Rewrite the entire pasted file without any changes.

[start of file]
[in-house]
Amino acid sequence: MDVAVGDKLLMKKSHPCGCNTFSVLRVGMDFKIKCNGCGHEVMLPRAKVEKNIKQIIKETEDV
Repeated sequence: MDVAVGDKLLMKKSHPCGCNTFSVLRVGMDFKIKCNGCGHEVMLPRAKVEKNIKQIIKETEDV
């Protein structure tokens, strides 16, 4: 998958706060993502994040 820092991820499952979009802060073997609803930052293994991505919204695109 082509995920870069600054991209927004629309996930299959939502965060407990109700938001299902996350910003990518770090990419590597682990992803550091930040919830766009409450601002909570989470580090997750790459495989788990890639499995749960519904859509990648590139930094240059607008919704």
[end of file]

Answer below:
[in-house]
Amino acid sequence: MDVAVGDKLLMKKSHPCGCNTFSVLRVGMDFKIKCNGCGHEVMLPRAKVEKNIKQIIKETEDV
Repeated sequence: MDVAVGDKLLMKKSHPCGCNTFSVLRVGMDFKIKCNGCGHEVMLPRAKVEKNIKQIIKETEDV
């Protein structure tokens, strides 16, 4: 998958706060993502994040 820092991820499952979009802060073997609803930052293994991505919204695109 082509995920870069600054991209927004629309996930299959939502965060407990109700938001299902996350910003990518770090990419590597682990992803550091930040919830766009409450601002909570989470580090997750790459495989788990890639499995749960519904859509990648590139930094240059607008919704």